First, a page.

Will Americans laugh at a sitcom about outsourcing their jobs to India? With our country reeling from the deepest recession and the largest job losses in decades? NBC certainly thinks so. The network just bet big on the premise by picking up the provocatively titled Outsourced as its first new primetime comedy series order for next season. By tackling such a touchy subject, NBC is guaranteed free publicity because of the inevitable controversy over its new comedy series. And that may distinguish it in next fall’s cluttered landscape where more than 90% of new shows fail.
According to NBC’s official description, the set-in-India workplace series “centers on the all-American company Mid America Novelties whose call center has suddenly been outsourced to India and a manager, played by Ben Rappaport, is being transferred to India to run the operation.” Supposedly, the socio-economic aspects of exporting American jobs to India are not expected to be front and center story-wise. Instead, the series is billed as “the Midwest meets the exotic East in a hilarious culture clash”. The sitcom is based on the 2006 romantic comedy by the same name which won the best film award at the 2007 Seattle International Film Festival.
In the movie, a Seattle retail manager Todd Anderson, is told to travel to Gharapuri to train his replacement. Once there, he encounters a bunker-like call center filled with willing novices who are supposed to learn how to sound American. (They mispronounce his name “Toad”.) “Todd just lost his job. Now he has to find his life… Call centre chaos… What really happens at the other end of the line!” were some of the movie tag lines. Todd finds that he must learn about the Indian culture before he can even think of Americanizing his subordinates with help from the new assistant manager who becomes his love interest.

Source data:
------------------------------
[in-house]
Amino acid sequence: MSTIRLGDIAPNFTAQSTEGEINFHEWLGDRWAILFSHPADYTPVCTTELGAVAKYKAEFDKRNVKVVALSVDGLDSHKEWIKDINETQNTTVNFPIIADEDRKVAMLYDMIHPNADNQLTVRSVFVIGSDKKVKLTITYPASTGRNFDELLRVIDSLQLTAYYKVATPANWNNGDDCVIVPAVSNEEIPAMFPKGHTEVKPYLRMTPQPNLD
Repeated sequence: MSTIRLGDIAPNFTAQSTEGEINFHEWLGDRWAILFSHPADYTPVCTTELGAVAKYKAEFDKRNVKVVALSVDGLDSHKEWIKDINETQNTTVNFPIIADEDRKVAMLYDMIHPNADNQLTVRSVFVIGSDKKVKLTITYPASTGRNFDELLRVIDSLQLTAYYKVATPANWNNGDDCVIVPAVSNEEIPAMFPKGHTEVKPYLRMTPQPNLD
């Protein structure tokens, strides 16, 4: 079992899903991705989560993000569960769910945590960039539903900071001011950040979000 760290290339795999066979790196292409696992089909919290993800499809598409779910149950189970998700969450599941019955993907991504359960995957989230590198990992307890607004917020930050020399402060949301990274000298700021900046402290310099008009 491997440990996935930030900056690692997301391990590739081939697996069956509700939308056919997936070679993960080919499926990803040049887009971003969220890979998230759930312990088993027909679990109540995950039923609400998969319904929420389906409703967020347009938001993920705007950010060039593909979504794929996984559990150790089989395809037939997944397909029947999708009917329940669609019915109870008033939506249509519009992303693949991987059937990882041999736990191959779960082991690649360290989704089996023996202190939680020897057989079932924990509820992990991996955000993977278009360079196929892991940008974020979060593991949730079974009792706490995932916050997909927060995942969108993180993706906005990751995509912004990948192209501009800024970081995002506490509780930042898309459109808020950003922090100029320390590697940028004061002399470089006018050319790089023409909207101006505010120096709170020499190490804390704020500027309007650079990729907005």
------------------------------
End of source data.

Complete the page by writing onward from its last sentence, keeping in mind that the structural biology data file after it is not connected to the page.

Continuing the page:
Though the timing of the TV series seems intentional, NBC first developed Outsourced more then 2 years earlier. That series pilot was initially scripted by Seattleites John Jeffcoat (director/co-writer of the film) and George Wing (co-writer). It was brought back almost by accident by TV/film director Ken Kwapis (The Office, He’s Just Not That Into You, License To Wed), who developed that project in its first incarnation. This development season, NBC approached him to helm another pilot, but he urged the execs to revisit Outsourced instead.
This season’s pilot was given a rewrite by LA-based scribe Robert Borden,and Jeffcoat and Wing told the Seattle Times a few days ago that a credit arbitration is currently ongoing. Though NBC’s announcement said only Borden and Kwapis are getting EP credit and the movie’s writers have no producing credit, the pair told the local media they’ll be consulting producers for the new series and are negotiating writing and/or directing involvement on the first season. “George and I always felt that the show shouldn’t be a carbon copy of the movie,” Jeffcoat told the Seattle Times. “There are a lot of changes. The comedy is definitely broader than in the movie, so that’s going to be interesting to see how people respond to it.”
Recession-themed comedies were popular last pilot season and one, ABC’s Hank starring Kelsey Grammer as a Wall Street executive losing his job, made it onto the air — but then lasted only a handful episodes. In that case, it’s safe to say the demise came because the show wasn’t good, but the recession overtones might have been a contributing factor. This year, NBC has another hot comedy pilot that touches upon the economic downturn, This Little Piggy, about adult siblings moving in with their older brother after falling on hard times. But both Hank and Piggy reflect the recession’s impact on American families, while Outsourced goes to the heart of a sensitive economic and social issue. Normally, social issues resonate deeper with people in the more conservative middle and southern regions of the country. But NBC’s upscale workplace comedies which Outsourced will join, like 30 Rock and The Office, tend to draw most from the more liberal coasts.
But outsourcing is actually a subject that touches a nerve even in largely liberal and open-minded Hollywood. Sony Pictures Entertainment recently became the latest studio to ship most of its IT operations to India, resulting in mass layoffs. And the making of subtitles for American DVDs has now been largely outsourced to India as well. On the other hand, each broadcast network still has to depend on American audiences to tune into its TV shows for successful ratings. Because, at least for now, those viewers can’t be outsourced.
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